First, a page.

Carbon Compensations: the stock market of the future

What are carbon compensations?

Carbon compensations also known as carbon offset is the action intended to compensate for the emission of carbon dioxide into the atmosphere as a result of industrial or other human activity, especially when quantified and traded as part of a commercial scheme.


Credit: Energy Australia

Because greenhouse gases are widespread in Earth’s atmosphere, the climate benefits from emission reductions regardless of where such cutbacks occur. If carbon reductions are equivalent to the total carbon footprint of an activity, then the activity is said to be “carbon neutral.” Carbon offsets can be bought, sold, or traded as part of a carbon market.

Carbon-offsetting process

Carbon offsets can be bought and sold as part of compliance schemes, such as the United Nations Framework Convention on Climate Change (UNFCCC) Kyoto Protocol or the European Union Emission Trading Scheme (EU ETS; a regional carbon market where European countries can trade carbon allowances to meet regional emission-reduction goals). “A benefit of carbon offsetting within such compliance schemes is that it enables emission reductions to occur where costs are lower, leading to greater economic efficiency where emissions are regulated.”

The Kyoto Protocol requires parties in the developed world to limit greenhouse gas emissions relative to their emissions in 1990. Under the Kyoto Protocol, emissions trading in a so-called carbon market may help them meet their targeted limit: a party can sell an unused emissions allowance to a party above its limit. The protocol also allows carbon offsets to be traded. “Kyoto Protocol parties can obtain offsets through a mechanism called joint implementation (JI), where one party develops an emission-reduction or emission-removal project in another country where emissions are limited.” (“Ankuram IAS | Page : Article Detail”) “Parties can also obtain offsets through the Clean Development Mechanism (CDM) for projects in developing countries, where emissions are not otherwise limited.” (“joint implementation | international agreement mechanism …”)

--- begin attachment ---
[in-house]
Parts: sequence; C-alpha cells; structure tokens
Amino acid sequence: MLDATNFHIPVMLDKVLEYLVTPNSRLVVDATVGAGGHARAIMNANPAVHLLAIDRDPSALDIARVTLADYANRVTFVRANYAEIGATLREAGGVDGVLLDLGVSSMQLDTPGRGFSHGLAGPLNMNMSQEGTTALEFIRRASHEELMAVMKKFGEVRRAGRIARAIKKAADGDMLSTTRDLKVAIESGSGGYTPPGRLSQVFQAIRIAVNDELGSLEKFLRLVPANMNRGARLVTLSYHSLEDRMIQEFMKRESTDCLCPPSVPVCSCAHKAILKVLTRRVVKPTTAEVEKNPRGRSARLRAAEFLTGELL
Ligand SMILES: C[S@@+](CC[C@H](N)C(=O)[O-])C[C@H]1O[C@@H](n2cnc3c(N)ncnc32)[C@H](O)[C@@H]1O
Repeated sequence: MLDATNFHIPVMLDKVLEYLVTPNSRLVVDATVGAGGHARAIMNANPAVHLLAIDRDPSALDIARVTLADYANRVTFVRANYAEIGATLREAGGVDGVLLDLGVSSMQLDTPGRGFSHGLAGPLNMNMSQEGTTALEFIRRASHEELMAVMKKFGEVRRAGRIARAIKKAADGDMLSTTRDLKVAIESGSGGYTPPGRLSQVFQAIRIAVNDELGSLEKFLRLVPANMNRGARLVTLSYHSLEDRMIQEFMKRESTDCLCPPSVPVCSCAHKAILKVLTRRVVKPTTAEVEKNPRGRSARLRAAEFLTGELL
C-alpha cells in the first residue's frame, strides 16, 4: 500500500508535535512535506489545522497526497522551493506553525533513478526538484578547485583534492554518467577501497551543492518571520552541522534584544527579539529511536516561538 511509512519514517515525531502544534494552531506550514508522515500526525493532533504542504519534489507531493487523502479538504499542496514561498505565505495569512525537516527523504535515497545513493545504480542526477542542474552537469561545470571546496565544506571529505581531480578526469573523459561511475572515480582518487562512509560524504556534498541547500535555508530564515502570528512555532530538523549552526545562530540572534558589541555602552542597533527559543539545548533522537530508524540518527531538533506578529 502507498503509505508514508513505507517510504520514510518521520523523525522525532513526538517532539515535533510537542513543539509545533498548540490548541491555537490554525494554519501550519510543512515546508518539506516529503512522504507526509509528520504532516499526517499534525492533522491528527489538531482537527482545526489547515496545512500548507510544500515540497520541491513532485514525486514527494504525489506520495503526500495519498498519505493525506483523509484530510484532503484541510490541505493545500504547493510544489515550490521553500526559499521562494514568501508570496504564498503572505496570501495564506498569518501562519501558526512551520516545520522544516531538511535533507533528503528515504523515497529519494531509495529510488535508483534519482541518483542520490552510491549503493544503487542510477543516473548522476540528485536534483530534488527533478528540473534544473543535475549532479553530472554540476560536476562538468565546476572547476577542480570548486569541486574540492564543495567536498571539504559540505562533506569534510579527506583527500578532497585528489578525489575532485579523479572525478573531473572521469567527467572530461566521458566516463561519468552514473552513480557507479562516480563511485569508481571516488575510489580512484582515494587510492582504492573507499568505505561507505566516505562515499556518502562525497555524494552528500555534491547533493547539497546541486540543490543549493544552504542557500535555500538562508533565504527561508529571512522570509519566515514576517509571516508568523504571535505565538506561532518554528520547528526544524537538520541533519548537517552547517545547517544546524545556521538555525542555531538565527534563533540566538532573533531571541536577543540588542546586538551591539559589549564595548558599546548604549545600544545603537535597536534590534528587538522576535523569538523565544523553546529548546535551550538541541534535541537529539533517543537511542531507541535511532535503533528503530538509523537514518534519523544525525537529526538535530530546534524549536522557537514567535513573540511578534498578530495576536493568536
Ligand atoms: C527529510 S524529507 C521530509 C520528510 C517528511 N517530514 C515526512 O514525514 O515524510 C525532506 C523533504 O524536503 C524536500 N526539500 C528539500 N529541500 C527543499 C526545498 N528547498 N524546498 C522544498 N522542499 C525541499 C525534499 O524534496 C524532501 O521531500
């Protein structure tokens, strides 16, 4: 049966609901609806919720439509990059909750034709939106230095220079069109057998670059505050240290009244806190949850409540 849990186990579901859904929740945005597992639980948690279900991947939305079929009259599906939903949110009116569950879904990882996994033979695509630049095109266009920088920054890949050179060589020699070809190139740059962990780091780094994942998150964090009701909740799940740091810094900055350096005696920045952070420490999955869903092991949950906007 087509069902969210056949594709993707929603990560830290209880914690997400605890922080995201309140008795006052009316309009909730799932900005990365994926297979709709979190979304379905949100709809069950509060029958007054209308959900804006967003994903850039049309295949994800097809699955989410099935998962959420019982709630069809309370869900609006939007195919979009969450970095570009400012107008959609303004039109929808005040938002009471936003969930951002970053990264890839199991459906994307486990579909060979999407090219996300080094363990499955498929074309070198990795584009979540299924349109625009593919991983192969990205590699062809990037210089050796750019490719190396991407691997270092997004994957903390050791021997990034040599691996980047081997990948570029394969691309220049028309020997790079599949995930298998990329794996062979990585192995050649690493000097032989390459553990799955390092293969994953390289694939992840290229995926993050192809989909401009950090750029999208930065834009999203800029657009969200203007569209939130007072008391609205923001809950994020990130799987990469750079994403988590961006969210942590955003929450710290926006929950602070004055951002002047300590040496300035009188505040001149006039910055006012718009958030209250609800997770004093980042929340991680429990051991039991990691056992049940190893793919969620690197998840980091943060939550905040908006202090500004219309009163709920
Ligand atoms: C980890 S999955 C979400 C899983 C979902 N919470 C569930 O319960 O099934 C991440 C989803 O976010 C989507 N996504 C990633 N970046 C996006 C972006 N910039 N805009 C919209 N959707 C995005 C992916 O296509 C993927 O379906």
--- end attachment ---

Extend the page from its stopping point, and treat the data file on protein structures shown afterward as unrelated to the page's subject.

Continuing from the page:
“Consumers and businesses may also voluntarily buy carbon offsets to compensate for their emissions.”


Credit: Credible Carbon


Large purchasers of offsets include organizers of major events such as the Olympic Games, which can aspire to be carbon neutral, and companies such as Google, HSBC Holdings PLC, and IKEA. The voluntary market in offsets is largely unregulated, though several international standards have been developed to assess their quality. For example, in March 2006 the International Organization for Standardization (ISO) developed standard 14064 on greenhouse gas accounting, verification, validation, and accreditation of standard-setting bodies. In addition, the Gold Standard registry, created as a tracking database for the CDM and the JI, was developed in 2003 by a consortium of nonprofit sponsors to certify carbon projects and track credits.


How  do you compensate you carbon emissions?